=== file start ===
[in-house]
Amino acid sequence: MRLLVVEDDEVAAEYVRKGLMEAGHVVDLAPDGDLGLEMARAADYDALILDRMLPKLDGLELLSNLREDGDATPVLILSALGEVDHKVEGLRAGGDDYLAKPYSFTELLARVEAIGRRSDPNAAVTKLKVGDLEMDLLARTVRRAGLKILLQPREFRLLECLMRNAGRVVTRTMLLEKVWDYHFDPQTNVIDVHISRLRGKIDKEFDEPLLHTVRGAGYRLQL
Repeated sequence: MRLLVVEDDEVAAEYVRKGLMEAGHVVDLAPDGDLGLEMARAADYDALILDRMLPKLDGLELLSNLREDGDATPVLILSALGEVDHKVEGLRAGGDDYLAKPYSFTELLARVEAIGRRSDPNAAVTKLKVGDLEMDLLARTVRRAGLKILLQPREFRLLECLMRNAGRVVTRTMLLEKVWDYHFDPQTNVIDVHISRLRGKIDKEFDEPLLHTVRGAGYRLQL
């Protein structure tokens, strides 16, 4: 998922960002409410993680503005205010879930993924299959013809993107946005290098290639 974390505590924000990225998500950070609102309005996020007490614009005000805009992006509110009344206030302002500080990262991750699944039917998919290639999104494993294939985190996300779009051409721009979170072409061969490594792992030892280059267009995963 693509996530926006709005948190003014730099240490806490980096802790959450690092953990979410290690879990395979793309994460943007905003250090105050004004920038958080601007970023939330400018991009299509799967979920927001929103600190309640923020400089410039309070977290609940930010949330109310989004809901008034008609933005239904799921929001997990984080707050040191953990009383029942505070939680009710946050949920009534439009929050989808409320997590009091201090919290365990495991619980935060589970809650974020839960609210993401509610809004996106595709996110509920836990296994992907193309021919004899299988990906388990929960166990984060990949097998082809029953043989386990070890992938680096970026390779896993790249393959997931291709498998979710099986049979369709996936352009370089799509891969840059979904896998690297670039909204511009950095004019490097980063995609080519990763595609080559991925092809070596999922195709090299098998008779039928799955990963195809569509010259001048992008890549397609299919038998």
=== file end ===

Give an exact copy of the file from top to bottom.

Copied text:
[in-house]
Amino acid sequence: MRLLVVEDDEVAAEYVRKGLMEAGHVVDLAPDGDLGLEMARAADYDALILDRMLPKLDGLELLSNLREDGDATPVLILSALGEVDHKVEGLRAGGDDYLAKPYSFTELLARVEAIGRRSDPNAAVTKLKVGDLEMDLLARTVRRAGLKILLQPREFRLLECLMRNAGRVVTRTMLLEKVWDYHFDPQTNVIDVHISRLRGKIDKEFDEPLLHTVRGAGYRLQL
Repeated sequence: MRLLVVEDDEVAAEYVRKGLMEAGHVVDLAPDGDLGLEMARAADYDALILDRMLPKLDGLELLSNLREDGDATPVLILSALGEVDHKVEGLRAGGDDYLAKPYSFTELLARVEAIGRRSDPNAAVTKLKVGDLEMDLLARTVRRAGLKILLQPREFRLLECLMRNAGRVVTRTMLLEKVWDYHFDPQTNVIDVHISRLRGKIDKEFDEPLLHTVRGAGYRLQL
């Protein structure tokens, strides 16, 4: 998922960002409410993680503005205010879930993924299959013809993107946005290098290639 974390505590924000990225998500950070609102309005996020007490614009005000805009992006509110009344206030302002500080990262991750699944039917998919290639999104494993294939985190996300779009051409721009979170072409061969490594792992030892280059267009995963 693509996530926006709005948190003014730099240490806490980096802790959450690092953990979410290690879990395979793309994460943007905003250090105050004004920038958080601007970023939330400018991009299509799967979920927001929103600190309640923020400089410039309070977290609940930010949330109310989004809901008034008609933005239904799921929001997990984080707050040191953990009383029942505070939680009710946050949920009534439009929050989808409320997590009091201090919290365990495991619980935060589970809650974020839960609210993401509610809004996106595709996110509920836990296994992907193309021919004899299988990906388990929960166990984060990949097998082809029953043989386990070890992938680096970026390779896993790249393959997931291709498998979710099986049979369709996936352009370089799509891969840059979904896998690297670039909204511009950095004019490097980063995609080519990763595609080559991925092809070596999922195709090299098998008779039928799955990963195809569509010259001048992008890549397609299919038998």